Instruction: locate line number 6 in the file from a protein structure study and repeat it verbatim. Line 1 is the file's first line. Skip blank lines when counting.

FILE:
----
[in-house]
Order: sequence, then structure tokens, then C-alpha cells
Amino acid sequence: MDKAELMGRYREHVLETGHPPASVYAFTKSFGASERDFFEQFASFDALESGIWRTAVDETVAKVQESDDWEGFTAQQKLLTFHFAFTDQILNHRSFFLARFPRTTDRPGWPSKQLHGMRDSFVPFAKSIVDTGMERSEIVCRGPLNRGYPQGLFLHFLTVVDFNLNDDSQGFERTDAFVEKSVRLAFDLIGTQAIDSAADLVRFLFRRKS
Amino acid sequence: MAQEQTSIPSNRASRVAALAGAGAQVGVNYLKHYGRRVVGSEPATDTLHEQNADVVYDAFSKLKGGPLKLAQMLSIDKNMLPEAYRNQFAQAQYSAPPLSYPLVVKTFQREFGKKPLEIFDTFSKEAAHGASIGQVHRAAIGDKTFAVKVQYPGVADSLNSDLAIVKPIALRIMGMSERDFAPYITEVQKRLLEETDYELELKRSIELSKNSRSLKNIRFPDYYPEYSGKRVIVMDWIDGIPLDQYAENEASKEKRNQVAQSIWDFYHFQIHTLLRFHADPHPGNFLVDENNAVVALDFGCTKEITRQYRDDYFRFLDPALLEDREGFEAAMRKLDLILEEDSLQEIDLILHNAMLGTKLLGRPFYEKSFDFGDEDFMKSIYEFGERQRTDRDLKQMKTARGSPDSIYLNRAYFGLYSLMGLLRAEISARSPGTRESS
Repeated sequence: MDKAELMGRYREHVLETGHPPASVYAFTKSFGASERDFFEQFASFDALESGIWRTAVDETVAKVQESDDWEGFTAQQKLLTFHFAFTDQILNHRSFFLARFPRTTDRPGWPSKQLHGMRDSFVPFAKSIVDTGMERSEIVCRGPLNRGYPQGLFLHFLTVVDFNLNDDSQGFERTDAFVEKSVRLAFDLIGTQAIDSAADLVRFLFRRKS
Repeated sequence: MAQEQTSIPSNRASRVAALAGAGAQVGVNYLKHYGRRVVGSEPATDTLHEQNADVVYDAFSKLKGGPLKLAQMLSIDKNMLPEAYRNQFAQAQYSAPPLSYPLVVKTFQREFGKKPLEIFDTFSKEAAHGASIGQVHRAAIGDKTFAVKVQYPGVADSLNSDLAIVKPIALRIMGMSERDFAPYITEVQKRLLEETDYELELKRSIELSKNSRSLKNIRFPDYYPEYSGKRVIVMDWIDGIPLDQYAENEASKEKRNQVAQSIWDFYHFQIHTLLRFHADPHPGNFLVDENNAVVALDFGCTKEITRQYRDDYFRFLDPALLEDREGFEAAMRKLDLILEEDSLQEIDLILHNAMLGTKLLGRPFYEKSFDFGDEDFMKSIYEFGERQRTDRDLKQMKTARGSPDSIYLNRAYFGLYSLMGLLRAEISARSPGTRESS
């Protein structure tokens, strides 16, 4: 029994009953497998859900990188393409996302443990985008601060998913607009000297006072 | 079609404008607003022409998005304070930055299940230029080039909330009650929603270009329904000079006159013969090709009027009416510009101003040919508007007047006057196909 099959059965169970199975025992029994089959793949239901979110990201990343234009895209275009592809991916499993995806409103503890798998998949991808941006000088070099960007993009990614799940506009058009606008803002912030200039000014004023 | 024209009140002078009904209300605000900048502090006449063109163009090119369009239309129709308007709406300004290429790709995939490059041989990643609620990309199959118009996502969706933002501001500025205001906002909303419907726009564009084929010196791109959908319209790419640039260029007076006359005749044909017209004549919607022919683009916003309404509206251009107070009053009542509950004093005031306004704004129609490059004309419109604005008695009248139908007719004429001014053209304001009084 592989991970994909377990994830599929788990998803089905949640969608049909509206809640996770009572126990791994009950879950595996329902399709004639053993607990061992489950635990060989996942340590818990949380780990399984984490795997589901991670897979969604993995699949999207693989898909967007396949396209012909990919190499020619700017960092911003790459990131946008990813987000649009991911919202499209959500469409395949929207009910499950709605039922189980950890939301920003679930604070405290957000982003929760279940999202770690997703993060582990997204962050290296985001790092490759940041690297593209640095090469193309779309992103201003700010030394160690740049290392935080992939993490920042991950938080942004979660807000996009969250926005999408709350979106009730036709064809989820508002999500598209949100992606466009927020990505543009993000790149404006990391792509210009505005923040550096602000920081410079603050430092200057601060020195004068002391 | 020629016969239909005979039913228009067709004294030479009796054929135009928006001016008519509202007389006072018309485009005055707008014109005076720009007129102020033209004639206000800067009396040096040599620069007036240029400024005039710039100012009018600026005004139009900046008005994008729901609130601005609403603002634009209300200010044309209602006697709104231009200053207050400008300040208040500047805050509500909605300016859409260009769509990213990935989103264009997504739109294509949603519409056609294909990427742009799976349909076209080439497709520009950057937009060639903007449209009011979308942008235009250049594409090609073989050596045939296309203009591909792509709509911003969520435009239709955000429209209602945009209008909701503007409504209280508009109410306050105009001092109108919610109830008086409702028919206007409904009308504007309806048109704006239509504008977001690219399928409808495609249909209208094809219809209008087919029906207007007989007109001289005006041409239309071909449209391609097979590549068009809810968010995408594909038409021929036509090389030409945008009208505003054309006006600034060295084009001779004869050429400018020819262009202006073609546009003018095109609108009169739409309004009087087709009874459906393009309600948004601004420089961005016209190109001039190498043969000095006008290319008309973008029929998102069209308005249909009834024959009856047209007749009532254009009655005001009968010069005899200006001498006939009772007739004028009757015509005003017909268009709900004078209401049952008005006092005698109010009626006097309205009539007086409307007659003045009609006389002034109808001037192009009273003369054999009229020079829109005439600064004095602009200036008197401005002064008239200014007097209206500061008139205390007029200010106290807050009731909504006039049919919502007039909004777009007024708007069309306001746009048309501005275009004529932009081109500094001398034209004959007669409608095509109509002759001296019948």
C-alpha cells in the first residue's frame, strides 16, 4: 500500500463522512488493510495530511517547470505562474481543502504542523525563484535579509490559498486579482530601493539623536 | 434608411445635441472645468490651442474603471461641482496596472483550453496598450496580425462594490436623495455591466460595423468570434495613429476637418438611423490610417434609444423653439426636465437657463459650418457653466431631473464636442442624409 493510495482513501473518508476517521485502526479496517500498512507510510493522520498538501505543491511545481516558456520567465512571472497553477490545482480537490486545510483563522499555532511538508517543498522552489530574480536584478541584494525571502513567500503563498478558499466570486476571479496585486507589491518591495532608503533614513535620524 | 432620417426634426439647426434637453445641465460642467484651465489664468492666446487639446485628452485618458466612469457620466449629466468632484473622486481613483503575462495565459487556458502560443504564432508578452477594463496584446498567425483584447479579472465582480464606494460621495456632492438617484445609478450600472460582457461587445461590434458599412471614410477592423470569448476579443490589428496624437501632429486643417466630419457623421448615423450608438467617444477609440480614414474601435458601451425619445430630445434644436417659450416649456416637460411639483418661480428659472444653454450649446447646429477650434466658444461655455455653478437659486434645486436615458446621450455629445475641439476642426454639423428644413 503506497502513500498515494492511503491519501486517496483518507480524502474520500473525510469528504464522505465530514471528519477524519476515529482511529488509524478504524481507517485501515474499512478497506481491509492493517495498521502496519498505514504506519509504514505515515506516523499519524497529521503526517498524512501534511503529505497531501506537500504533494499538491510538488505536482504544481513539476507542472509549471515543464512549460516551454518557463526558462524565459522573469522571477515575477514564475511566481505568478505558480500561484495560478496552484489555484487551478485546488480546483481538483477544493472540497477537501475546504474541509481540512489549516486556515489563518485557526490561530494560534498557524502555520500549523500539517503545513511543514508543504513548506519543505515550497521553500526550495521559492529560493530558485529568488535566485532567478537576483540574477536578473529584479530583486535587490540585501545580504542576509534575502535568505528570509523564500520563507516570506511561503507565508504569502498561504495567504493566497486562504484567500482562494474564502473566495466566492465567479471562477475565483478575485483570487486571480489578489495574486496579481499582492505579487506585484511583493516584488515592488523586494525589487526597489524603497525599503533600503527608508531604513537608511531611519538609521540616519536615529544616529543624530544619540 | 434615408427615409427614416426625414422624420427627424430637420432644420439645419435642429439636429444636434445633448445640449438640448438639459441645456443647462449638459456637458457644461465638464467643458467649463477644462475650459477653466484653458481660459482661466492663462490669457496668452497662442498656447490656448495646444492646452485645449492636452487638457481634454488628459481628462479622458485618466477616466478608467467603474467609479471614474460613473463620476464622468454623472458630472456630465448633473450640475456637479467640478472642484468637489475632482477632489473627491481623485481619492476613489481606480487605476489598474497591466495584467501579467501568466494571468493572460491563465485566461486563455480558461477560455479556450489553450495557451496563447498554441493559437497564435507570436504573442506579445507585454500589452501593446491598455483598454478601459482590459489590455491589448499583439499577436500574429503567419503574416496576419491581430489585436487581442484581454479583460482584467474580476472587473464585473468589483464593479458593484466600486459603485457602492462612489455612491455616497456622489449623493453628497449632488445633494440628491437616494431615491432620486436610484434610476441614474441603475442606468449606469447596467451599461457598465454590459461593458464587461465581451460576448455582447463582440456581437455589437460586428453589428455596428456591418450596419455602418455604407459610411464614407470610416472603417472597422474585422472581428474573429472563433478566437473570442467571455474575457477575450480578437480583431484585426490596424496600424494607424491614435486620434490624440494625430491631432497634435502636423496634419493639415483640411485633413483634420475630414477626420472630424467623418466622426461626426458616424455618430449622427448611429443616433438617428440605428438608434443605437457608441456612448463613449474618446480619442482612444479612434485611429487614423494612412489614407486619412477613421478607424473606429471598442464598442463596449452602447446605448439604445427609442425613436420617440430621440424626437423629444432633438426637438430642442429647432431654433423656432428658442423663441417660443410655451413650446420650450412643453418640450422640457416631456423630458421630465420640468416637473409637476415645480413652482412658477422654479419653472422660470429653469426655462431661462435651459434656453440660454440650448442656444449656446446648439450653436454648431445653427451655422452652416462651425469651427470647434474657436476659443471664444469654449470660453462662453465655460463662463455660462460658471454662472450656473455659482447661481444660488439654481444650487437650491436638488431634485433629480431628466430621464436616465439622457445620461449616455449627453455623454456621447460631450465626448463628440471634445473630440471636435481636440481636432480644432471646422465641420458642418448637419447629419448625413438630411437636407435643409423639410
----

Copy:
Repeated sequence: MAQEQTSIPSNRASRVAALAGAGAQVGVNYLKHYGRRVVGSEPATDTLHEQNADVVYDAFSKLKGGPLKLAQMLSIDKNMLPEAYRNQFAQAQYSAPPLSYPLVVKTFQREFGKKPLEIFDTFSKEAAHGASIGQVHRAAIGDKTFAVKVQYPGVADSLNSDLAIVKPIALRIMGMSERDFAPYITEVQKRLLEETDYELELKRSIELSKNSRSLKNIRFPDYYPEYSGKRVIVMDWIDGIPLDQYAENEASKEKRNQVAQSIWDFYHFQIHTLLRFHADPHPGNFLVDENNAVVALDFGCTKEITRQYRDDYFRFLDPALLEDREGFEAAMRKLDLILEEDSLQEIDLILHNAMLGTKLLGRPFYEKSFDFGDEDFMKSIYEFGERQRTDRDLKQMKTARGSPDSIYLNRAYFGLYSLMGLLRAEISARSPGTRESS